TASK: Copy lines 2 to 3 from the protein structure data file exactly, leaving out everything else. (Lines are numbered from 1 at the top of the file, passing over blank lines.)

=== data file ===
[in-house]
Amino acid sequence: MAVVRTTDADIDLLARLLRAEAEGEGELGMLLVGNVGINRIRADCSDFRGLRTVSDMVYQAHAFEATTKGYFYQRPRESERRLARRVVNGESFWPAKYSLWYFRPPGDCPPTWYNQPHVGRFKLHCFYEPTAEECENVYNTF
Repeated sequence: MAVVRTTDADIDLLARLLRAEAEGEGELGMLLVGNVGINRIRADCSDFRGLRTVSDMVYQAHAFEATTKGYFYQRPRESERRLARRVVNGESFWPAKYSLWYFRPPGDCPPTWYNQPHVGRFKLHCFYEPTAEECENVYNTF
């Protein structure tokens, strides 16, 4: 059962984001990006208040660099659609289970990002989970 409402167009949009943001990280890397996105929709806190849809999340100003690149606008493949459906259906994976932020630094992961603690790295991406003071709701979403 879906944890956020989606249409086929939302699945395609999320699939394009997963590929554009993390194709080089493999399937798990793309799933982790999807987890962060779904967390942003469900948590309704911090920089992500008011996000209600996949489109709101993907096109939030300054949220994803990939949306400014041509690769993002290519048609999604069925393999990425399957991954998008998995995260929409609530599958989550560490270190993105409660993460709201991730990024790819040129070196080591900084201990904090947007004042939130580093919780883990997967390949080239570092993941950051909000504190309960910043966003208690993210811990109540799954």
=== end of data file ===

Amino acid sequence: MAVVRTTDADIDLLARLLRAEAEGEGELGMLLVGNVGINRIRADCSDFRGLRTVSDMVYQAHAFEATTKGYFYQRPRESERRLARRVVNGESFWPAKYSLWYFRPPGDCPPTWYNQPHVGRFKLHCFYEPTAEECENVYNTF
Repeated sequence: MAVVRTTDADIDLLARLLRAEAEGEGELGMLLVGNVGINRIRADCSDFRGLRTVSDMVYQAHAFEATTKGYFYQRPRESERRLARRVVNGESFWPAKYSLWYFRPPGDCPPTWYNQPHVGRFKLHCFYEPTAEECENVYNTF